Despite its carefully controlled atmosphere, there weresigns of nostalgia at TCI's shareholders' meeting last week, even with chairman and CEOJohn Malone's attempts to conduct events in his typically efficient style. Encore MediaGroup honcho John Sie, for example, was spied setting up his own personal video camera tothe left of the stage to record the meeting's events for his private collection.
TCI president and COO Leo J. Hindery Jr., meanwhile, had trouble controlling his voicewhen he spoke of how hard "emotionally" the previous 24 hours had been, as heprepared for what would be the last official meeting of TCI as a company. Even Maloneadmitted to "a little sadness" at the passing of TCI, noting that aboard-of-directors dinner that he'd hosted the previous evening featured "a lot ofreminisces and camaraderie." Said one company insider, "It was a celebration ofhow long they'd been together and how far they had come." Just wait until the daywhen TCI officially disappears from the landscape.
TCI is used to cable critics, but an example of what theywill face now that they are on AT&T's side of the column appeared last week atAT&T's special meeting in Secaucus, N.J., in the form of famous gadfly shareholderEvelyn Davis. She demanded that AT&T chairman C. Michael Armstrong explain theinvolved, $48 billion TCI merger "to those of us who aren't Ph.D.s," and shealso wanted the chairman to explain how the two companies' cultures will mesh. She wasinfuriated that the meeting was scheduled on the same day as that of AT&T's spinoffcompany, Lucent Technologies, and she attributed this to sexist maneuvering on behalf ofan AT&T executive.
And furthermore, Davis complained that she has trouble connecting to the Internet viaAT&T's WorldNet service. AT&T had set up glass "phone booths" so thatshareholders could dial up the podium, so when Davis got too long-winded, theydisconnected her. This being a free country, she got back in line and dialed up again.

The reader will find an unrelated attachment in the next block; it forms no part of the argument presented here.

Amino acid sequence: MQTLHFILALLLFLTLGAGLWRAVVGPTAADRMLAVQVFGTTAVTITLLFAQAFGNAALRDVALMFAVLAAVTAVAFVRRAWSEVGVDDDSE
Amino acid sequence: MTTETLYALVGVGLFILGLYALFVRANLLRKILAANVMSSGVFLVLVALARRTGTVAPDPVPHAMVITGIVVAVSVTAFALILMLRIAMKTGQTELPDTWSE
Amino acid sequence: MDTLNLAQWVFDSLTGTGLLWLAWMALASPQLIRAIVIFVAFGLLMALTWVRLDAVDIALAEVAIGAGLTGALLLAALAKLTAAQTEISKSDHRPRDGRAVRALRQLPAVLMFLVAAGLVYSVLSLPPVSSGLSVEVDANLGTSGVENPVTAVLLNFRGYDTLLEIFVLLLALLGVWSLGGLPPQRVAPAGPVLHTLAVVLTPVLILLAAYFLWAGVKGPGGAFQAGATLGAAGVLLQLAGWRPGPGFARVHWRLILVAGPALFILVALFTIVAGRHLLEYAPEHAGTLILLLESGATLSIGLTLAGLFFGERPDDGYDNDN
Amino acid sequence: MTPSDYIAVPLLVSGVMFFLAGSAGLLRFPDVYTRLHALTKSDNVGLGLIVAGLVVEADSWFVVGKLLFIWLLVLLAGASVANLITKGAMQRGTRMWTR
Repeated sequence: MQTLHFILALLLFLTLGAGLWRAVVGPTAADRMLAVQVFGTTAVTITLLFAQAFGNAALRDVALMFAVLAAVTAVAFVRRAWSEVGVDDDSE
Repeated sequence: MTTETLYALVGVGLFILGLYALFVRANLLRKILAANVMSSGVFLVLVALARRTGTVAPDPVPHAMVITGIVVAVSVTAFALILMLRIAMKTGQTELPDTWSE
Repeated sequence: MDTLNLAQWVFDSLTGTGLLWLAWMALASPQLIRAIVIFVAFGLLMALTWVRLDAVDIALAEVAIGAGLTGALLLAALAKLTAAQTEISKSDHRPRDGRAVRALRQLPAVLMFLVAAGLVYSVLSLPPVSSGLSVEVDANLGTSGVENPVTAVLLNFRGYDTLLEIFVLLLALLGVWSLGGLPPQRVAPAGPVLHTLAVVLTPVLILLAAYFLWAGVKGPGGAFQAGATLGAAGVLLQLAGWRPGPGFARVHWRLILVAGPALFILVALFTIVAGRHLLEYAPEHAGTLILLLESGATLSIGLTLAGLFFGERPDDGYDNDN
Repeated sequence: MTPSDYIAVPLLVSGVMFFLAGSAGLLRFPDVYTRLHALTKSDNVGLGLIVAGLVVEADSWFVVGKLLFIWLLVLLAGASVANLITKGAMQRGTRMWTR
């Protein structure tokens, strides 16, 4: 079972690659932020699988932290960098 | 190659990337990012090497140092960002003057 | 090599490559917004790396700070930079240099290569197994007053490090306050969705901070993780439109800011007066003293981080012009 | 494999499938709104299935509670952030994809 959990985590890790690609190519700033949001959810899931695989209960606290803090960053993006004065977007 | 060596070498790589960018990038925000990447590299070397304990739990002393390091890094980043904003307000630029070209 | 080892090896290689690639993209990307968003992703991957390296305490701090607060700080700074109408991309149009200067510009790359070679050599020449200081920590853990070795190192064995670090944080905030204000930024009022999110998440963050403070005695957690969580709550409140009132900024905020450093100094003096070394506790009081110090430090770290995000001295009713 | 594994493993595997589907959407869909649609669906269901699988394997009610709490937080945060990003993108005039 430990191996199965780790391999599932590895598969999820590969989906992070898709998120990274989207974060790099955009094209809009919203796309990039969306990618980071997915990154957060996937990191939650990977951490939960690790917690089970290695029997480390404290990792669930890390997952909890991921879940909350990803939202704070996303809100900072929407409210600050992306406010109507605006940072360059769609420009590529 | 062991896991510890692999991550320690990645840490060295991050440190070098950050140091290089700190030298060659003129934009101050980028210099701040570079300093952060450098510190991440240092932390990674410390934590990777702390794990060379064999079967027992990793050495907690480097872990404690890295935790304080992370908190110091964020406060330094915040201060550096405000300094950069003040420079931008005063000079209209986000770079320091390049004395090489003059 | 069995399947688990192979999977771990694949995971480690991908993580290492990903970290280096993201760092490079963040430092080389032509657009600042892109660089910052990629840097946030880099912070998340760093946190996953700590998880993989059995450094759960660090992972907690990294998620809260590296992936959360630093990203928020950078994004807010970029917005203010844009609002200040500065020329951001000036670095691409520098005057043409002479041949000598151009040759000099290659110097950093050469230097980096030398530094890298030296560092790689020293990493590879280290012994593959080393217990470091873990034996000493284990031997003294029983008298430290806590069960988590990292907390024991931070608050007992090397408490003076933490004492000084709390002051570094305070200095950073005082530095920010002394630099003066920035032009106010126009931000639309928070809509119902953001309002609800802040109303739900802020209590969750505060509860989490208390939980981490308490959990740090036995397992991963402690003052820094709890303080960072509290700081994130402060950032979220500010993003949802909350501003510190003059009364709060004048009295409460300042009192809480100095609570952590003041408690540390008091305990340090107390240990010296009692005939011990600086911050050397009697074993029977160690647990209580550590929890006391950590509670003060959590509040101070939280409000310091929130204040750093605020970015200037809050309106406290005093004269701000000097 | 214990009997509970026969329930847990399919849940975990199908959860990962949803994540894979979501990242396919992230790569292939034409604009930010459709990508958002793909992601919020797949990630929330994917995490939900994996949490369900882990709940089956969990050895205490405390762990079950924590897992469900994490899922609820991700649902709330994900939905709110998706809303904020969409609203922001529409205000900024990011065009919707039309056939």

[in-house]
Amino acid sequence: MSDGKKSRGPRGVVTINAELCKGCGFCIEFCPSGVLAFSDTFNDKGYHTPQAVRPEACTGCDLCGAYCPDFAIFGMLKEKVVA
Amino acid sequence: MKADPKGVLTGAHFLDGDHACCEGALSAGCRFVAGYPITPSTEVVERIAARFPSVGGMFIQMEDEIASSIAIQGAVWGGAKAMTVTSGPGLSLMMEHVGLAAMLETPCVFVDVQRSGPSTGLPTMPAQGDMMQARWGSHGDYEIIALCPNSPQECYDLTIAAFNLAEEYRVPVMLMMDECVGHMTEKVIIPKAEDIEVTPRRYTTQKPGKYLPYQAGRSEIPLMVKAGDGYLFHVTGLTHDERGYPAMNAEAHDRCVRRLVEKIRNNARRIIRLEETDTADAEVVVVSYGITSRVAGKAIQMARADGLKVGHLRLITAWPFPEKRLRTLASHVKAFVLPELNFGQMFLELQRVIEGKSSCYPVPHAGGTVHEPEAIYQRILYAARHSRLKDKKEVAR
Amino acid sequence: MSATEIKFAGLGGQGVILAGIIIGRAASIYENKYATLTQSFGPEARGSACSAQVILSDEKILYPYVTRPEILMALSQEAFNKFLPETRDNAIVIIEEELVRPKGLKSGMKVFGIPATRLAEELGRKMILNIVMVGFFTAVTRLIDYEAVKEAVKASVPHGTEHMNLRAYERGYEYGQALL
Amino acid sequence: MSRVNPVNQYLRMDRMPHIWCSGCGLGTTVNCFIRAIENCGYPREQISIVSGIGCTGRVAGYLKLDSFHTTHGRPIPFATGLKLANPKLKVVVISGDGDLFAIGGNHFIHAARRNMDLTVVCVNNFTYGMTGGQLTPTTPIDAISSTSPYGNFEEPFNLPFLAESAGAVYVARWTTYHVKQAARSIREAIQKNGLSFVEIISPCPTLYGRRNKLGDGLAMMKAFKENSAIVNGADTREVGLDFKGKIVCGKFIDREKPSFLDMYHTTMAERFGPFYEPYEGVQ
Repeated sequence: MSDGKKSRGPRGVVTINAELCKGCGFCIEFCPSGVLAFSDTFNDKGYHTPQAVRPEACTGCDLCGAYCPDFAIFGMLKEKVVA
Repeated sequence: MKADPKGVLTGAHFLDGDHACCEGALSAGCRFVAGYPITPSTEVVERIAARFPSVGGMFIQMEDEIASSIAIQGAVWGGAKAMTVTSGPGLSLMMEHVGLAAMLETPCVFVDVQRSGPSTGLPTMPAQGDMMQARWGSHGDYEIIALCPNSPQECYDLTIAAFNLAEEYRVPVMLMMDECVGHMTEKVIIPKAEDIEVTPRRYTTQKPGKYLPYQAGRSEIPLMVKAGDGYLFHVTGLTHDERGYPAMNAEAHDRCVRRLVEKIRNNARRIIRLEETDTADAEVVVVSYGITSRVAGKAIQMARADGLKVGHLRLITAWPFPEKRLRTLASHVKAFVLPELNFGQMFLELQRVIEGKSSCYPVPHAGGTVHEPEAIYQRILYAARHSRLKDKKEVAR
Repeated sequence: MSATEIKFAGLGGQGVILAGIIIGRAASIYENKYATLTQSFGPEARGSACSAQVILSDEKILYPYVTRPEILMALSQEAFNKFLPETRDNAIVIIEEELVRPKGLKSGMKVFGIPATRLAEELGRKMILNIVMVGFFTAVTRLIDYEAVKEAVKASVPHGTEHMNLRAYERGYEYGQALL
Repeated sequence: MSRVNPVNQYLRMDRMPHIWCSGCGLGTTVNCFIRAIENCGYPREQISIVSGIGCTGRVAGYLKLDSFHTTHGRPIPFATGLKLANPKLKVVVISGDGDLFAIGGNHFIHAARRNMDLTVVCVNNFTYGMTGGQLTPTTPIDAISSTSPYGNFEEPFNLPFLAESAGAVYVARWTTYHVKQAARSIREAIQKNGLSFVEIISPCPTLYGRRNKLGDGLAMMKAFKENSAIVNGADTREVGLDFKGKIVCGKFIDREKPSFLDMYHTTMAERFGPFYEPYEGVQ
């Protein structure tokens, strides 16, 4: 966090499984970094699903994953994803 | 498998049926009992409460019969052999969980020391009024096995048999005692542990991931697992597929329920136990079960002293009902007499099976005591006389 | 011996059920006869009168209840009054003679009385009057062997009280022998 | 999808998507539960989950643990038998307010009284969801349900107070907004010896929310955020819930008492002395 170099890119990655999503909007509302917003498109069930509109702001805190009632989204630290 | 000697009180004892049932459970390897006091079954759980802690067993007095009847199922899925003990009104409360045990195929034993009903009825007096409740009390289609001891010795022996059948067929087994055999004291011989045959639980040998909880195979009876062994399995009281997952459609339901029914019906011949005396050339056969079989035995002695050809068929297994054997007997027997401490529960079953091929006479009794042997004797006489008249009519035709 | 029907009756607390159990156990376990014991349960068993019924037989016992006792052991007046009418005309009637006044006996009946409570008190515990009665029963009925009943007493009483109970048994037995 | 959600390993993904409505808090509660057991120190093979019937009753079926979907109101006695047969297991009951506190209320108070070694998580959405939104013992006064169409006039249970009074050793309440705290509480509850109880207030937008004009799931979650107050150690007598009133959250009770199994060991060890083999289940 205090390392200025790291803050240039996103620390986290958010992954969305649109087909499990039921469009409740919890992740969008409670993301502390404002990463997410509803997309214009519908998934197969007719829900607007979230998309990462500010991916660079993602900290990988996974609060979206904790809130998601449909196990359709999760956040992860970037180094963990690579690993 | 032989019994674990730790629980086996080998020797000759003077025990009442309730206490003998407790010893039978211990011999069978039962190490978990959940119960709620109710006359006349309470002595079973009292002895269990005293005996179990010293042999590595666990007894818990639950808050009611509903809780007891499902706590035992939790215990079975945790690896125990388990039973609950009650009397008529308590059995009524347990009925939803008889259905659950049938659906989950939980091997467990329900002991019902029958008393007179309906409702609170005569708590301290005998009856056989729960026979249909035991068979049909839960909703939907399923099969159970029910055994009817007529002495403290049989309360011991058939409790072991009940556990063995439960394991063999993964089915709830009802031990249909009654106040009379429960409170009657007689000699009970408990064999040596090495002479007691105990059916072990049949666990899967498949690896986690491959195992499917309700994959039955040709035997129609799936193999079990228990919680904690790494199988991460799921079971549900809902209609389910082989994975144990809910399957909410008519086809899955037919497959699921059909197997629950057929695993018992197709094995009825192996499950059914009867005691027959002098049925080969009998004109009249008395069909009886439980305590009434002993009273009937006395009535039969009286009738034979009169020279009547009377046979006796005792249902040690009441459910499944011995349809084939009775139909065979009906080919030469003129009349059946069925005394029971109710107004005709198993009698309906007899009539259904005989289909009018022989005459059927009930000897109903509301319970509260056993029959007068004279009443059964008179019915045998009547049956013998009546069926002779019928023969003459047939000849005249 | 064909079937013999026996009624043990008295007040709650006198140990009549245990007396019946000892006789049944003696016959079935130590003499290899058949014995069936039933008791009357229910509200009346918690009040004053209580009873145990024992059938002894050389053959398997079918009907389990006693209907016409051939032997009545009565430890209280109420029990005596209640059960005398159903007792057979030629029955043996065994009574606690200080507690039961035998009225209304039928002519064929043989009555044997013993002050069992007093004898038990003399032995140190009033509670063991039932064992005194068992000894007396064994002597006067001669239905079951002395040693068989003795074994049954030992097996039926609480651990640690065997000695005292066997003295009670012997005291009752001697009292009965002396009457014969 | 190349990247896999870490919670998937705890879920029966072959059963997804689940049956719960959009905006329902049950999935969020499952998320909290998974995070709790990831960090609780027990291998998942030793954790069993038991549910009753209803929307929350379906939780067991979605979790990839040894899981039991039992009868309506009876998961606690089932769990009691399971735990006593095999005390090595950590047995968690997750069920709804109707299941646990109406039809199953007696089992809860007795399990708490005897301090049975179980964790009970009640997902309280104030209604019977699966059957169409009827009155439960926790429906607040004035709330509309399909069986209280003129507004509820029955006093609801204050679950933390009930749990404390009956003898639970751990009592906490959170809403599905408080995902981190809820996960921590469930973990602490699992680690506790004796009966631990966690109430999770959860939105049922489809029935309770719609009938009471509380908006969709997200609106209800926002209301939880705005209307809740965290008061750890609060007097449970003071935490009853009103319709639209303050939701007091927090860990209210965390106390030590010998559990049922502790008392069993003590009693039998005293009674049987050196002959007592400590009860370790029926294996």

With Nickelodeon's Rugrats doll line among the fewstrong sellers in a generally slumping doll market last year, according to the ToyManufacturers of America, it's not too surprising that more cable-net-inspired toysemerged from the annual Toy Fair in New York earlier this month. Duking it out forshelf space will be CatDog toys from Mattel and Animorphs action figuresfrom Hasbro, both inspired by Nick shows; action figures from Celebrity Death Matchon MTV from Toy Biz Inc.; and a "Job Switching Lucy" doll based on the I LoveLucy series on Nick at Nite. Discovery Channel licensed production of Explore YourWorld animal and action products for preschoolers. Also for preschoolers are Bearin the Big Blue House from Disney Channel and Blue's Clues items from Nick Jr.
Sometimes an operator just can't win, even when itsteps up for the community. Time Warner Cable's cluster has joined in a partnership withthe police department and postal workers in Garden Grove, Calif., to improve the communitywatch in that Southern California city. At the request of the police department, theoperator and a local cellular-service provider have donated cell phones and talk time tooutfit up to 25 letter carriers with the devices for up to two years. According to thepolice department, the postal employees will use the phones to report any suspiciousactivities that they spot on their daily routes. But a voice has sounded to end thepartnership before it begins: The local newspaper, the Register of Orange County,sneered at the project, opining that it will only "paint targets" on the backsof postal field employees, who are not trained to fight crime.
By Linda Haugsted, from bureau reports.